Across China: Italian ice cream brings overseas Chinese home

Source: Xinhua| 2018-07-24 19:45:07|Editor: ZX
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by Xinhua writers Chen Chen and Wei Donghua

HANGZHOU, July 24 (Xinhua) -- Claudio Desideri, a 59-year-old Italian, has plans to expand his ice cream business to China after a pep talk given by his younger brother's wife, Xu Xuefen.

"The equipment, freezer, and ingredients are all ready. We will be ready to go once the engineers from Italy finish commissioning the machine," Xu told Desideri.

Xu is from Qingtian County, Zhejiang Province. The hilly country in China's east was once called "the closest place to globalization" as it has over 300 years' history of migration. With a population of 550,000, the county is also home to another 330,000 people who live in 128 countries and regions around the globe.

In 1986, Xu, at the age of 19, was admitted to a university in the Italian city of Perugia. Like many others, she chose Europe with hopes to one day earn a high living. Two months after she arrived, however, she spent all her money and had no choice but to drop out of school and find work.

In Rome, Xu worked as a waitress, a bartender, and a lighter salesperson, sharing a house with a dozen other Chinese people.

Recalling that period, she said, "it's poverty that gives rise to the desire for change."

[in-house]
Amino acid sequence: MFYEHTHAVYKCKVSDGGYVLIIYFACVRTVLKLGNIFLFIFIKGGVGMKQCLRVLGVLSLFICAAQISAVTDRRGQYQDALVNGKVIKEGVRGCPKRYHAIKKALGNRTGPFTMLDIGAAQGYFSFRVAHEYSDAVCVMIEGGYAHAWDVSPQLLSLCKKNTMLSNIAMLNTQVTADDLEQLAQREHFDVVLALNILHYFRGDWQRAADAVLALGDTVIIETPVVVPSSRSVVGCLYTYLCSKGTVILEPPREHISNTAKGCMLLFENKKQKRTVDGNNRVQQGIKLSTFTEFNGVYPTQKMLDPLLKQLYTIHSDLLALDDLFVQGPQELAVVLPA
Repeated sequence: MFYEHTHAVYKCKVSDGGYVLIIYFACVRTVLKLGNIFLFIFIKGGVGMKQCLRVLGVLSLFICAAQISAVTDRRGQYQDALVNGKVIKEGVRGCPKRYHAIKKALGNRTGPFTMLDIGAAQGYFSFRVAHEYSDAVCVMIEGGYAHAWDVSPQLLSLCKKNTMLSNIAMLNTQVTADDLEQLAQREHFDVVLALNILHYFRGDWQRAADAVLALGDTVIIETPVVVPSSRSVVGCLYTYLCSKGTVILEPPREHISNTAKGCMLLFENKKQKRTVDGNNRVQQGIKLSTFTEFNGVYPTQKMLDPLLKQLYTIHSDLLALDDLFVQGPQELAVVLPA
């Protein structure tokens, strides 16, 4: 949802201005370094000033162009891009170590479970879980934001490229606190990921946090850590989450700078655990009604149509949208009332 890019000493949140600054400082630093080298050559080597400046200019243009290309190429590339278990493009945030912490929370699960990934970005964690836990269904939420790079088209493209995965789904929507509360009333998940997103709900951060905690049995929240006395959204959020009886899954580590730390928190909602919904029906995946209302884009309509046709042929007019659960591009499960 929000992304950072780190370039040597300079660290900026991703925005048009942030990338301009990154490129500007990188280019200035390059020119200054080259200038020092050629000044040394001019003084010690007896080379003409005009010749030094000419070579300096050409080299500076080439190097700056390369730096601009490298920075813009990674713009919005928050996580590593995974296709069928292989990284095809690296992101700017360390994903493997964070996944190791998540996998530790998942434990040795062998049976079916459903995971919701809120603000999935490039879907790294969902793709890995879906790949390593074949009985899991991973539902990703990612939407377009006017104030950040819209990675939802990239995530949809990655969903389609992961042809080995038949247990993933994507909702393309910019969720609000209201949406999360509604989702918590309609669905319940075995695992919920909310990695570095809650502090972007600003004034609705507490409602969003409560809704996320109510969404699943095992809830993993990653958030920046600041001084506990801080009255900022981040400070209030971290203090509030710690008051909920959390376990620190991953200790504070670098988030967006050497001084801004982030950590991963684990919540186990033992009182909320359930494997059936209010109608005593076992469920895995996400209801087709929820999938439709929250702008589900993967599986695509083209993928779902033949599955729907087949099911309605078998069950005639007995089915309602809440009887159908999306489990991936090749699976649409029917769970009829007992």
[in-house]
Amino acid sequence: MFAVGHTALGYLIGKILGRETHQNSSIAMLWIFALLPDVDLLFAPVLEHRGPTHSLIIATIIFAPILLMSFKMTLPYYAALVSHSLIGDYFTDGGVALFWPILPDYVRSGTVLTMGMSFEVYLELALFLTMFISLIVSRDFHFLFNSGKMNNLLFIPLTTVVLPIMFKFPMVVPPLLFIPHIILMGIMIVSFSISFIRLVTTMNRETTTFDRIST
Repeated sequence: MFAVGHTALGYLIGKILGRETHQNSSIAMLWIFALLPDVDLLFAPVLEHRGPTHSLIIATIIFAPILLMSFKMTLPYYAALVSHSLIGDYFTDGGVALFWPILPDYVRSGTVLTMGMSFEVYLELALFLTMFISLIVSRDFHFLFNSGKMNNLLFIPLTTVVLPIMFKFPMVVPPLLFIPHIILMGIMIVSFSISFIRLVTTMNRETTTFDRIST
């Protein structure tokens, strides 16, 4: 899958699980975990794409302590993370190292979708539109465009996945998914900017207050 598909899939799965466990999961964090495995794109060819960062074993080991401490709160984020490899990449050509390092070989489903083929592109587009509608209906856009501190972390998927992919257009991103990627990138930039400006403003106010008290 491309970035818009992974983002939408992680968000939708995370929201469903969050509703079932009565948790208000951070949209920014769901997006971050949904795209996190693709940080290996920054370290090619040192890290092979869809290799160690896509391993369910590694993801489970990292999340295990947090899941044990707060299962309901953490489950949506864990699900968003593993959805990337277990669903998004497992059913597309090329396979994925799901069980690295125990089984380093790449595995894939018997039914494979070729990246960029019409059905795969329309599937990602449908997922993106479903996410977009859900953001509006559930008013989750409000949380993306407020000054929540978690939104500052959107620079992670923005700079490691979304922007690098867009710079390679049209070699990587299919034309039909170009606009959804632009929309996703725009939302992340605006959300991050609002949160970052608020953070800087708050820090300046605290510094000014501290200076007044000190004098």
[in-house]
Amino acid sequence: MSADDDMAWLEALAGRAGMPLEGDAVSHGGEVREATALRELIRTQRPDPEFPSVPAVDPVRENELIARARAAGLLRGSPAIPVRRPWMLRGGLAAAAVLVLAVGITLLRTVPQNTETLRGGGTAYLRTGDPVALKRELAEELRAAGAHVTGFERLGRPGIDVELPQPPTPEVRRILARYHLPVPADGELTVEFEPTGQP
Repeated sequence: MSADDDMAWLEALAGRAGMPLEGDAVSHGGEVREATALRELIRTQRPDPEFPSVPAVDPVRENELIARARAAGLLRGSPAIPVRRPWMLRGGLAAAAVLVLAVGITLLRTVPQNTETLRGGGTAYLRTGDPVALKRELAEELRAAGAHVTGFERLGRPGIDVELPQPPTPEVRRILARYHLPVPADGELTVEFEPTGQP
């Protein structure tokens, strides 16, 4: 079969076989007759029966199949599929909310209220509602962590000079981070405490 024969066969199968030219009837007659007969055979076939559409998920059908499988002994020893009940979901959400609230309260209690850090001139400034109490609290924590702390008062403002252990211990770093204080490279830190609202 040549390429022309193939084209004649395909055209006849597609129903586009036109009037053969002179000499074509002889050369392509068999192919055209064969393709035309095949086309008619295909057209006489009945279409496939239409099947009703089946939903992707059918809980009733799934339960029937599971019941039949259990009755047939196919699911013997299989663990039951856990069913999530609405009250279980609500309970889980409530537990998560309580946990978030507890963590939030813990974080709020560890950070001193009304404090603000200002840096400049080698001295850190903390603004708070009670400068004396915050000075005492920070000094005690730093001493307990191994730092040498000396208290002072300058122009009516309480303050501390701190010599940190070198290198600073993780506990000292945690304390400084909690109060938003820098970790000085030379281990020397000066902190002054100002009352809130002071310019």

"It was a golden time for foreign trade," Xu said. "The made-in-China lighters had a price advantage in Italy." At the time, she could sell "a container of lighters" each day.

In eight months, Xu earned about 500,000 to 600,000 yuan (73,000 to 88,000 U.S. dollars) and opened a Chinese restaurant.

She later married a local policeman, whose family has been in the ice cream business for over 60 years, now operating seven stores, a favorite among locals.

In 2015, Xu received visiting officials from Qingtian to Italy, who told her that an import commodities mall was about to open in her hometown. Favorable policies were developed to attract overseas Chinese to return home to start businesses.

After a lengthy discussion, she and her husband decided to bring their ice cream to China. Desideri was very supportive, believing in the market potential of one of the most populous countries in the world.

"We all know she wanted to bring her business back to China someday," Desideri said. "I have been to China several times and found the business environment satisfactory. Local governments are ready to offer help whenever we have a problem."

"In Italy, ice cream is a part of people's daily life. Sometimes we even have ice cream and bread for dinner," said Desideri.

Xu said ice cream in Italy has dozens of flavors like pistachio and lavender that are not seen in China. She believes her ice cream will be a hit.

With Desideri's ice cream factory set to open soon, he and his son will be in charge of production, with Xu doing the marketing.

"We all love this Chinese lady. She's smart, kind, and has good business insights," Desideri said. "My son loves China very much. He wants to stay in China for a long time and one day, marry a Chinese woman."

"When the ice cream factory is on the right track, I plan to invite my Italian relatives and friends to China. My Italian parents-in-law have never been here before," Xu said.